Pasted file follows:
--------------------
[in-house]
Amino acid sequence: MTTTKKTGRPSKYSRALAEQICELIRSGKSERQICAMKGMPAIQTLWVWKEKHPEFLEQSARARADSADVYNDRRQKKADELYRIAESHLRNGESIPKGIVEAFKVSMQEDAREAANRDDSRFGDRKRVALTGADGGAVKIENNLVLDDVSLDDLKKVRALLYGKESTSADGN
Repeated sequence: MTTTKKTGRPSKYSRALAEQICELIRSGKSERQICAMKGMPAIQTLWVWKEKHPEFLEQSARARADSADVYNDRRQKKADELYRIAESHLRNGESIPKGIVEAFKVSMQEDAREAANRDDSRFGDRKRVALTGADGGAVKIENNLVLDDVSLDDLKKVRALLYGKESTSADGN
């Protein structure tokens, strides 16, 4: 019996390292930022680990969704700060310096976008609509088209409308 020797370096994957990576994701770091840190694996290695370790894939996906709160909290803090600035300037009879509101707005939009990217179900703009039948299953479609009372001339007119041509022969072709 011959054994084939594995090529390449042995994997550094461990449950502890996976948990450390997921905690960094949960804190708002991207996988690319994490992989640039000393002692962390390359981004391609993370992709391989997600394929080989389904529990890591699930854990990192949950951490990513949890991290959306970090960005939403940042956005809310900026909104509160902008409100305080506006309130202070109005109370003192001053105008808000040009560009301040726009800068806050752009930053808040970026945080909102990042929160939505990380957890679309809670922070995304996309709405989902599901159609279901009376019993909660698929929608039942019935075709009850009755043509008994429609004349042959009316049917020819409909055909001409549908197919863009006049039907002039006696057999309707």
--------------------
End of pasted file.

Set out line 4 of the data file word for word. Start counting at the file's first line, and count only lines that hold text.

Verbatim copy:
């Protein structure tokens, strides 16, 4: 019996390292930022680990969704700060310096976008609509088209409308 020797370096994957990576994701770091840190694996290695370790894939996906709160909290803090600035300037009879509101707005939009990217179900703009039948299953479609009372001339007119041509022969072709 011959054994084939594995090529390449042995994997550094461990449950502890996976948990450390997921905690960094949960804190708002991207996988690319994490992989640039000393002692962390390359981004391609993370992709391989997600394929080989389904529990890591699930854990990192949950951490990513949890991290959306970090960005939403940042956005809310900026909104509160902008409100305080506006309130202070109005109370003192001053105008808000040009560009301040726009800068806050752009930053808040970026945080909102990042929160939505990380957890679309809670922070995304996309709405989902599901159609279901009376019993909660698929929608039942019935075709009850009755043509008994429609004349042959009316049917020819409909055909001409549908197919863009006049039907002039006696057999309707």